At last year’s Microsoft Build 2019 conference, Microsoft announced the first open source Windows Terminal. Last month, Build 2020 finally announced the official arrival of Windows Terminal 1.0. A roadmap for Windows Terminal 2.0 was also unveiled recently.
Key features in the plan include:
Settings UI: Connecting to the settings.json user interface provides a way to edit JSON files without having to edit their settings.
Palette Command: A pop-up menu that lists possible actions and commands.
Tab Tear-off: You can drag and remove a tab from the current window and generate a new window or attach it to a separate window.
Clickable links: All links that can be hyperlinked to appear in the text buffer. When you click the link, it opens in the default browser.
Default Terminal: If a command-line application is built, it should be opened in Windows Terminal (if installed) or in the user’s preferred terminal.
Overall theme support: label color, title bar color, pane border color, pane border width, definition of theme, and so on.
Open tabs as administrators/other users (Open tab admin/other user): Open the tab as admin in an existing Windows Terminal instance (if The Terminal is not promoted) or another user.
Traditional Opacity: A transparent background with no acrylic blur.
SnapOnOutput, Scroll Lock: Pause output or click Scroll.
Infinite rollback: The text buffer has an infinite history.
Pane management: Some features include resizing the pane with the mouse, zooming the pane, and prompting which profile to use to open the pane.
Theme Marketplace: A market for creating and distributing topics. Depends on the overall theme.
Jump list: The profile is displayed from the taskbar (right-click)/start menu.
Open with multiple tabs: This setting allows Windows Terminal to start with a specific tab configuration (rather than just using command-line parameters).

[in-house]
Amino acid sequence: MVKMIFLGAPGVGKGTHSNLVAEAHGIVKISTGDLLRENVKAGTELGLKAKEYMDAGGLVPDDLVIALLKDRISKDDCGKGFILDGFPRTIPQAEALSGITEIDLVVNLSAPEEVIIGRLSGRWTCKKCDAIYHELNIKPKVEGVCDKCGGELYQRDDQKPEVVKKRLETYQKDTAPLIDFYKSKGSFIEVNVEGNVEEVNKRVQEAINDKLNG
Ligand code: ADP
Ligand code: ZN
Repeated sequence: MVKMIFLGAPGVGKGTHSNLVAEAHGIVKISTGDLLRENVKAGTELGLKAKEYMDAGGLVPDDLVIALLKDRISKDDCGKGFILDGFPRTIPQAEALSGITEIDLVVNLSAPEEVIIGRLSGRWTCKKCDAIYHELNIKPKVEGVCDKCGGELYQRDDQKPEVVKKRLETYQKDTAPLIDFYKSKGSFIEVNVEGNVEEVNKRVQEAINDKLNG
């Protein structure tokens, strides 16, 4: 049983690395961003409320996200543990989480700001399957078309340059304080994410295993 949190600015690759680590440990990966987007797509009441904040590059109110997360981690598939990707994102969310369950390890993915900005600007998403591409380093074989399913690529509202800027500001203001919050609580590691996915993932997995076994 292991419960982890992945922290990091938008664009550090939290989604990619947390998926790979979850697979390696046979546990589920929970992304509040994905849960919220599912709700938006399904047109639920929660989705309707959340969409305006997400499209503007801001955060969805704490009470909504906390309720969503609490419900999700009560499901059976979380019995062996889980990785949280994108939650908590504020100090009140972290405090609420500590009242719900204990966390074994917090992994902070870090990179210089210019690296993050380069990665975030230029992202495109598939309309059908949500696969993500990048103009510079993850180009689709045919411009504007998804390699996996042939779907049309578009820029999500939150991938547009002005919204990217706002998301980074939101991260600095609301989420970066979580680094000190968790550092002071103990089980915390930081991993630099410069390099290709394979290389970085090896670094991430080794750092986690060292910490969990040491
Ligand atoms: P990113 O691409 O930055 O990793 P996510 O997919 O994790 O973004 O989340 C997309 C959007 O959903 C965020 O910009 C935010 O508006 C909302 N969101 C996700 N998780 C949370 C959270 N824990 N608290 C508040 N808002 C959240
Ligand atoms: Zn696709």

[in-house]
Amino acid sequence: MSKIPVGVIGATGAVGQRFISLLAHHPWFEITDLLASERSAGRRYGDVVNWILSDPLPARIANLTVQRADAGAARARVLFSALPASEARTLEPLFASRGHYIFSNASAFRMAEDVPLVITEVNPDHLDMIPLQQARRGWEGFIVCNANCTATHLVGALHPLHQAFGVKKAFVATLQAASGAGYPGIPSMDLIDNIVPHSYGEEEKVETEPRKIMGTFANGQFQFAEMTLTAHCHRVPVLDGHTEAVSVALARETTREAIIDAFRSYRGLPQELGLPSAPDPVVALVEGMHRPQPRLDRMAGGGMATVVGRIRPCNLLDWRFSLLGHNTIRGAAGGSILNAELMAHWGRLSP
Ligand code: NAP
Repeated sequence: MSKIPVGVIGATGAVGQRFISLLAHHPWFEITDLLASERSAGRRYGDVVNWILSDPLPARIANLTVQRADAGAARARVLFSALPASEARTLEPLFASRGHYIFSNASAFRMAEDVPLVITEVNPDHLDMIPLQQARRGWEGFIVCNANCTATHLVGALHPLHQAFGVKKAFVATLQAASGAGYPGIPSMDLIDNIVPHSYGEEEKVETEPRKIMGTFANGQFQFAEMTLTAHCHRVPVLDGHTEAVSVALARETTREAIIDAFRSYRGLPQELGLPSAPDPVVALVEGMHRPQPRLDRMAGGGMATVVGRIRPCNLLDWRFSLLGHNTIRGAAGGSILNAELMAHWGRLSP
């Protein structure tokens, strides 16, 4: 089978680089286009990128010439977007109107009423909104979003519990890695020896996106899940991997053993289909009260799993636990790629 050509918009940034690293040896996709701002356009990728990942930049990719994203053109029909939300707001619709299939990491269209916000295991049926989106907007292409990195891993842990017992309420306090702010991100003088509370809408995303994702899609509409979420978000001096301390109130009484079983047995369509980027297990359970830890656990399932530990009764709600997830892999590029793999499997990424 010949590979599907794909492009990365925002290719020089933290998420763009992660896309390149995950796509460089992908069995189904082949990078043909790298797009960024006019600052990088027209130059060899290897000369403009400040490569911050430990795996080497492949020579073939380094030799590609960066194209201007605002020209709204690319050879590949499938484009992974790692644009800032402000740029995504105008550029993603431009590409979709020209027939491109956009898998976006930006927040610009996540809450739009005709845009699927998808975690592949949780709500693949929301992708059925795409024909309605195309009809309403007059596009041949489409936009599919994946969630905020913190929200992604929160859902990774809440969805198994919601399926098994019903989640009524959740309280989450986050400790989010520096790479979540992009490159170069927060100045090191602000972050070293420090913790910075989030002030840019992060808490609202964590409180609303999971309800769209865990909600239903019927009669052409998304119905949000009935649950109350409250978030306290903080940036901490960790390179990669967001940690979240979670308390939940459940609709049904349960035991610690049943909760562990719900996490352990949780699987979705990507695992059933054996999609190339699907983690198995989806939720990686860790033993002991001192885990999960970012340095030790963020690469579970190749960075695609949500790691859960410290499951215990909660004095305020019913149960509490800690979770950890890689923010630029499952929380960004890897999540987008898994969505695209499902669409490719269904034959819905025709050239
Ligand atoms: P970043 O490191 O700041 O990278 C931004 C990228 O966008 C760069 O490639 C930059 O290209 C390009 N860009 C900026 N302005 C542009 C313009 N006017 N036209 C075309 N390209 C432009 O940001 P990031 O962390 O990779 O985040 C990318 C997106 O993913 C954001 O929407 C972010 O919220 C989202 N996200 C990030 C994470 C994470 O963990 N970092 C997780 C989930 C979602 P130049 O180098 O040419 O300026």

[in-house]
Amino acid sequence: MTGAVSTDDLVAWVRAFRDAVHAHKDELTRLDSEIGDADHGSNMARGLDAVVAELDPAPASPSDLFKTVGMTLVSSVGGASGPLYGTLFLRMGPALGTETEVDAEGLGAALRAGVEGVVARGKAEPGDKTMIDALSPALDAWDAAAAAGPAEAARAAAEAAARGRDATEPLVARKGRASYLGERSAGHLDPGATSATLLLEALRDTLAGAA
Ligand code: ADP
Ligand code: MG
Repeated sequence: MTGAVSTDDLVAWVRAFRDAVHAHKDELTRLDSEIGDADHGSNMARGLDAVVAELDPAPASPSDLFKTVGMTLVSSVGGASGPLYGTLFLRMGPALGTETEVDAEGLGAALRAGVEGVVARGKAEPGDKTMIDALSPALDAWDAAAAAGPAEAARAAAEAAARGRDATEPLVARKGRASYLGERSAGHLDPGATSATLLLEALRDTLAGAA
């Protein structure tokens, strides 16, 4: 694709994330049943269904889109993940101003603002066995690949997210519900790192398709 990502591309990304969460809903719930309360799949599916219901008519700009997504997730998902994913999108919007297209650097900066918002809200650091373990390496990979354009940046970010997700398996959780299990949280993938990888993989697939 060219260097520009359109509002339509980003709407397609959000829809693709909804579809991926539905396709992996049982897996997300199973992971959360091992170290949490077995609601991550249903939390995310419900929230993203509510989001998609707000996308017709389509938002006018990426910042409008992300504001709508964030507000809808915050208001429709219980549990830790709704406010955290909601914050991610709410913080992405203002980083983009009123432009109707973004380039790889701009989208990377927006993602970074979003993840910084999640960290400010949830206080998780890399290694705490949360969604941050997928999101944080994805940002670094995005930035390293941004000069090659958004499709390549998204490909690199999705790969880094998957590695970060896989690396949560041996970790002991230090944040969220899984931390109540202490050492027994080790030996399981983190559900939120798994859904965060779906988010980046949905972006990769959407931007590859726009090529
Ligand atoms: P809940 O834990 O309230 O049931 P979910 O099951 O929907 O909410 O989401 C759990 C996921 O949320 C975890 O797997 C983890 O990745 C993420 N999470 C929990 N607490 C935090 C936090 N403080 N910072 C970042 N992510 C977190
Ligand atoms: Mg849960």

Open in Windows Terminal: Right-click on a file or folder and select the features that open in Windows Terminal.
Session restore: Start Windows Terminal and restore the previous session with the correct tab and pane configuration and starting directory.
Quake mode: Provides a quick start terminal that appears and disappears when the hot key is pressed.
Set up migration: Migrate user settings without breaking them, and is tightly integrated with the settingup user interface.
Pointer binding: Provides settings that can be bound to the mouse.
These new features will first enter Windows Terminal Preview, a month into the preview, and then move into Windows Terminal. Therefore, Windows Terminal Preview is always a month ahead of Windows Terminal when the same version number is released.
According to Microsoft’s schedule, Windows Terminal Preview will release version 1.1 on June 30, while Windows Terminal 1.1 is expected to be released on July 31. And so on, a new version will be delivered every four weeks. At the end of April next year, a 2.0 release candidate will be available. The final release is tentatively scheduled for May 31, 2021.
See the 2.0 roadmap for details: